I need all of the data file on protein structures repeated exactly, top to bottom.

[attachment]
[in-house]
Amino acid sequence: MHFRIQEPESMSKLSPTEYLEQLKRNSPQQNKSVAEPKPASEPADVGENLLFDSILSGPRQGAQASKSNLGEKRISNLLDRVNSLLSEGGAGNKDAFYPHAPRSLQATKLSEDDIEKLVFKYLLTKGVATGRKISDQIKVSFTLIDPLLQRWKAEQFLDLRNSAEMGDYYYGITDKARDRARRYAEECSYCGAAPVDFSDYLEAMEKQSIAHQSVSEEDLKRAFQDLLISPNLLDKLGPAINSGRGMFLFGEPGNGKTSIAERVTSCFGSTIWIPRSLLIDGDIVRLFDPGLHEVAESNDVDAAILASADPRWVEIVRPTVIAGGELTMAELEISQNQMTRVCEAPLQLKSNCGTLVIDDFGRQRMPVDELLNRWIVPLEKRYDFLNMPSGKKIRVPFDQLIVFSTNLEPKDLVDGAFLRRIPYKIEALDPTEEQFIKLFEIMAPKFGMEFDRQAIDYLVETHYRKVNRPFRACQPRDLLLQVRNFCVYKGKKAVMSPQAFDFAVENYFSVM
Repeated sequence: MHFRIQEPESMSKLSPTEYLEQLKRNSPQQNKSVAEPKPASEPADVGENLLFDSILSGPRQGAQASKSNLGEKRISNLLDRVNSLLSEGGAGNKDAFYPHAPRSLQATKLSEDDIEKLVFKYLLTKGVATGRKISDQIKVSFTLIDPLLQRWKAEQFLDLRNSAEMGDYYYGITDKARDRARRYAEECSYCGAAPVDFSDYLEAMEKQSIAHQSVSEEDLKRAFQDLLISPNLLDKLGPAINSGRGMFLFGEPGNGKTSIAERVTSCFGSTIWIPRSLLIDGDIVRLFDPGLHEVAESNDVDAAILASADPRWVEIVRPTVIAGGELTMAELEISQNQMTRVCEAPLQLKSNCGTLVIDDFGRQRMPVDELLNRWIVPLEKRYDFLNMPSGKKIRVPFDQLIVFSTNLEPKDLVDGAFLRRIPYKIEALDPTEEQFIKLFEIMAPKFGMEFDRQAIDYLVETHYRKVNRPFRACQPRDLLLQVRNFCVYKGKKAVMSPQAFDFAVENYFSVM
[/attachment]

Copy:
[in-house]
Amino acid sequence: MHFRIQEPESMSKLSPTEYLEQLKRNSPQQNKSVAEPKPASEPADVGENLLFDSILSGPRQGAQASKSNLGEKRISNLLDRVNSLLSEGGAGNKDAFYPHAPRSLQATKLSEDDIEKLVFKYLLTKGVATGRKISDQIKVSFTLIDPLLQRWKAEQFLDLRNSAEMGDYYYGITDKARDRARRYAEECSYCGAAPVDFSDYLEAMEKQSIAHQSVSEEDLKRAFQDLLISPNLLDKLGPAINSGRGMFLFGEPGNGKTSIAERVTSCFGSTIWIPRSLLIDGDIVRLFDPGLHEVAESNDVDAAILASADPRWVEIVRPTVIAGGELTMAELEISQNQMTRVCEAPLQLKSNCGTLVIDDFGRQRMPVDELLNRWIVPLEKRYDFLNMPSGKKIRVPFDQLIVFSTNLEPKDLVDGAFLRRIPYKIEALDPTEEQFIKLFEIMAPKFGMEFDRQAIDYLVETHYRKVNRPFRACQPRDLLLQVRNFCVYKGKKAVMSPQAFDFAVENYFSVM
Repeated sequence: MHFRIQEPESMSKLSPTEYLEQLKRNSPQQNKSVAEPKPASEPADVGENLLFDSILSGPRQGAQASKSNLGEKRISNLLDRVNSLLSEGGAGNKDAFYPHAPRSLQATKLSEDDIEKLVFKYLLTKGVATGRKISDQIKVSFTLIDPLLQRWKAEQFLDLRNSAEMGDYYYGITDKARDRARRYAEECSYCGAAPVDFSDYLEAMEKQSIAHQSVSEEDLKRAFQDLLISPNLLDKLGPAINSGRGMFLFGEPGNGKTSIAERVTSCFGSTIWIPRSLLIDGDIVRLFDPGLHEVAESNDVDAAILASADPRWVEIVRPTVIAGGELTMAELEISQNQMTRVCEAPLQLKSNCGTLVIDDFGRQRMPVDELLNRWIVPLEKRYDFLNMPSGKKIRVPFDQLIVFSTNLEPKDLVDGAFLRRIPYKIEALDPTEEQFIKLFEIMAPKFGMEFDRQAIDYLVETHYRKVNRPFRACQPRDLLLQVRNFCVYKGKKAVMSPQAFDFAVENYFSVM